At age twelve, she was diagnosed with major depression, post-traumatic stress disorder and borderline personality traits resulting in several psychiatric hospitalizations. She was prescribed multiple types of medication, without a positive result, probably due to her non-compliance. She presented a history of physical violence towards her mother and, in August 2003, she reportedly threatened her mother with a knife. Later that same month, I.H. and her stepfather engaged in a physical altercation over the television remote control, resulting in I.H. needing eight stitches in her leg and her stepfather being charged with criminal abuse.

In September 2003, I.H. submitted to a psychiatric evaluation and was diagnosed with major depression, impulse-control disorder, and parent-child relational problems. She admitted to having difficulties with anger-management.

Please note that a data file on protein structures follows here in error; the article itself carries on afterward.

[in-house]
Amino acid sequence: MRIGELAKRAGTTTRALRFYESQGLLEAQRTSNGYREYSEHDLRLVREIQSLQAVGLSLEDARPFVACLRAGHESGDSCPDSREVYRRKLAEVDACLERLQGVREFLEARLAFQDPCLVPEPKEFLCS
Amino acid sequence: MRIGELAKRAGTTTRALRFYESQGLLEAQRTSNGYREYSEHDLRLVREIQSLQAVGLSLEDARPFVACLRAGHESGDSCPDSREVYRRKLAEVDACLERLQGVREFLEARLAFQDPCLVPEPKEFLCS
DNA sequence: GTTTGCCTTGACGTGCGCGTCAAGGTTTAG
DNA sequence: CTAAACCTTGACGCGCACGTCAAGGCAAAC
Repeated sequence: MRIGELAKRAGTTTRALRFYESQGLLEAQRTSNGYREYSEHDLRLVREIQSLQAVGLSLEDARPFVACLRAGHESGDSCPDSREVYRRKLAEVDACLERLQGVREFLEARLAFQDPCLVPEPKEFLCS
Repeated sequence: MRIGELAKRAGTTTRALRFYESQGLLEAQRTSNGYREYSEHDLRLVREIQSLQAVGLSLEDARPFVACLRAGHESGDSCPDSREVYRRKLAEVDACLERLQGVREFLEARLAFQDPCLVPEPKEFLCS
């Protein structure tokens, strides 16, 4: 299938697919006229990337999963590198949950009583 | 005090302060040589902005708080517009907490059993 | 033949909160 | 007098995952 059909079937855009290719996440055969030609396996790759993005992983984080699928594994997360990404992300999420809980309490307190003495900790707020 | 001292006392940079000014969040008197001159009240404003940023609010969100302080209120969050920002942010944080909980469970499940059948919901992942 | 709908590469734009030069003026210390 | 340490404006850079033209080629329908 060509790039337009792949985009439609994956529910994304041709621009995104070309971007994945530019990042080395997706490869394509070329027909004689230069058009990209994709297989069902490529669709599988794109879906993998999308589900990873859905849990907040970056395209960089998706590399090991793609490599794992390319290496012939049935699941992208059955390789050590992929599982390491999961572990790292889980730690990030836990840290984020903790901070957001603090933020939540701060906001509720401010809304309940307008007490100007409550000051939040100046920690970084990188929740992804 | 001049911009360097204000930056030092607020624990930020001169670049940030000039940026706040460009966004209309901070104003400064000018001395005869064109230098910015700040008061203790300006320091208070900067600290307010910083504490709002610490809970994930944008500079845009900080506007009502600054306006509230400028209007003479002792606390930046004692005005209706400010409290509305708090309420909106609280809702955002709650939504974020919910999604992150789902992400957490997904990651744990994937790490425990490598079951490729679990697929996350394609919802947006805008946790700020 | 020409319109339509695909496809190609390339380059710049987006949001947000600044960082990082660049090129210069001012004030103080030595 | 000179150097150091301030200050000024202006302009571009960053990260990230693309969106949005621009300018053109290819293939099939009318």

On June 21, 2004, I.H., who was then eighteen years old, gave birth to A.H. at Newark Beth Israel Medical Center, in Newark.

The father of the child is defendant A.H., Sr*fn2 . Within two months, on August 22, 2004, the Division received a referral from the Irvington Police Department reporting that I.H. had appeared at the police station with her two-month-old child stating that her mother made her leave the house, and she had no place to go. Apparently, her mother had "thrown her out" for non-compliance with her medicine regime. She resided unsuccessfully at A.H., Sr's house but was told to leave there as well. On the day she came to the police station, I.H. signed an informed consent for a fifteen-day placement of A.H. with her mother.

DYFS moved quickly, and on September 10, 2004, it filed a Verified Complaint and Order to Show Cause obtaining custody of the child after a finding that "the removal of the child [was] necessary to avoid an ongoing risk to life, safety or health of the child . . . because the parents [did] not have a stable living arrangement."